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The company’s Falcon-9 rocket and capsule, known as Dragon, is set to blast off into space on May 27, carrying two astronauts to the International Space Station (ISS) in its first ever crewed flight. The Demo-2 mission will also be the first orbital human spaceflight to depart from American soil since NASA retired its space shuttle fleet in July 2011. The US space agency has had to rely in the meantime on Russian Soyuz rockets and spacecraft to send its astronauts to the space station.
NASA’s officials announced the successful conclusion to the pre-flight tests in statement on Friday.
They said: “The Flight Readiness Review has concluded, and NASA’s SpaceX Demo-2 mission is cleared to proceed toward liftoff on the first crewed flight of the agency’s Commercial Crew Program.”
Next week’s launch will be a key moment in NASA’s strategy to change the way it conducts its space exploration programmes.
Its commercial crew programme, initiated in 2010, selected both SpaceX and aerospace heavyweight Boeing to develop crew transportation services.
The agency awarded SpaceX $2.6 billion to finish development of the Crew Dragon-Falcon 9 system and fly six operational crewed missions to the ISS.
Boeing got a similar $4.2 billion deal at the same time, which the aerospace company will fulfil using a capsule called CST-100 Starliner.
The arrangement with the companies means they can also sell seats in their vehicles to other space agencies, companies or indeed wealthy individuals.
“We are on the cusp of launching American astronauts on American rockets from American soil yet again,” explained Nasa Administrator Jim Bridenstine.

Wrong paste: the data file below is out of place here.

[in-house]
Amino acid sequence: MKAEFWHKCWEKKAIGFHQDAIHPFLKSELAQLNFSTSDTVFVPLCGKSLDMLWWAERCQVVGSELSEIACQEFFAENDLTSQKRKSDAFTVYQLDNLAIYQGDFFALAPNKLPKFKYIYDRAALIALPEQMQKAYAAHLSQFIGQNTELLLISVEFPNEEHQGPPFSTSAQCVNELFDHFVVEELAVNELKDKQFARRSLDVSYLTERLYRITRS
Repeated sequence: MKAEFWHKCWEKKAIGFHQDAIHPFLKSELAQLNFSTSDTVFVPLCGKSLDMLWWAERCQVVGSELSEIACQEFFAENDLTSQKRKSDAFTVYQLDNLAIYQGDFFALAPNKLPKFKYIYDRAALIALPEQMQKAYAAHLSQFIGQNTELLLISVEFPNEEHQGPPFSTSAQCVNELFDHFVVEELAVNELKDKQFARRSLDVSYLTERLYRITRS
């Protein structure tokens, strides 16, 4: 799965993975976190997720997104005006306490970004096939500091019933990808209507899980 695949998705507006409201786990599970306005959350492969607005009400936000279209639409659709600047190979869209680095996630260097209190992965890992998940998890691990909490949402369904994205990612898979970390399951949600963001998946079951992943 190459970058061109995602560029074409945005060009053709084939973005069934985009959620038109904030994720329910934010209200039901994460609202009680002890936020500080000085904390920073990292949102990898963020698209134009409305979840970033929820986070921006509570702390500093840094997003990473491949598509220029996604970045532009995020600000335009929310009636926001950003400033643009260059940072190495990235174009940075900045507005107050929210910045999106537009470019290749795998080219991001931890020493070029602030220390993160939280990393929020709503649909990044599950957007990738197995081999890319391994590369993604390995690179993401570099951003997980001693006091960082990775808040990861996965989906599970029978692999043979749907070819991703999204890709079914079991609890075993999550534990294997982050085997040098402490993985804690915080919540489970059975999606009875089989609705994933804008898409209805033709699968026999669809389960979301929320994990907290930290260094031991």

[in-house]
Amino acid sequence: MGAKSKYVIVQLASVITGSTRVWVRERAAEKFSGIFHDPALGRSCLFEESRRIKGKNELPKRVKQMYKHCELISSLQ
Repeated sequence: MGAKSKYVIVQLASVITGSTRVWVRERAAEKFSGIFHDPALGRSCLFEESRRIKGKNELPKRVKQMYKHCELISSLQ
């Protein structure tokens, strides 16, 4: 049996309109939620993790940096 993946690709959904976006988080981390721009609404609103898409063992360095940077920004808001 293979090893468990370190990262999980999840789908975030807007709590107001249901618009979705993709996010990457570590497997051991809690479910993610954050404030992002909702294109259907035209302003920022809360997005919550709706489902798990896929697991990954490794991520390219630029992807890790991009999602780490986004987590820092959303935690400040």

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“This time we’re doing it differently than we’ve ever done it before.
“We are partnering with commercial industry with the intent that they would go get customers that are not NASA and drive down our costs and increase the access to space.”
The two NASA astronauts, Doug Hurley and Bob Behnken, flew into KSC on Thursday to put the finishing touches to preparations for their historic mission.
They had been in quarantine at NASA’s human spaceflight headquarters in Texas.
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As part of those final preparations, the astronauts conducted a “crew dry dress” rehearsal.
This involved the men suiting up, riding out to the pad and even climbing into their capsule as a dummy run to ensure everyone understands their role.
Commenting on the Dragon capsule, Doug Hurley said: “It’s just an amazing vehicle.
“It’s definitely not the space shuttle. It’s much smaller; it’s a capsule.
“It’s state-of-the-art from a technology standpoint, and we are so excited to be in a real spaceship and not the simulator here in just a week.”
His co-pilot said the pair felt the weight of history, as the lunch on Wednesday will be only the fifth time American astronauts will have flown to orbit in a brand new spacecraft design.
“We certainly take inspiration from all those who’ve come before us”, he told reporters.
“Whenever we’ve had a chance to speak with the astronauts who had those opportunities – the thing they’ve emphasised is, in the moment, being as prepared and ready for whatever may come your way as possible.”
For the moment, this model only covers flights to a few hundred kilometres above the Earth, to the ISS.
But eventually the aim is to extend the concept to operations in deeper space.
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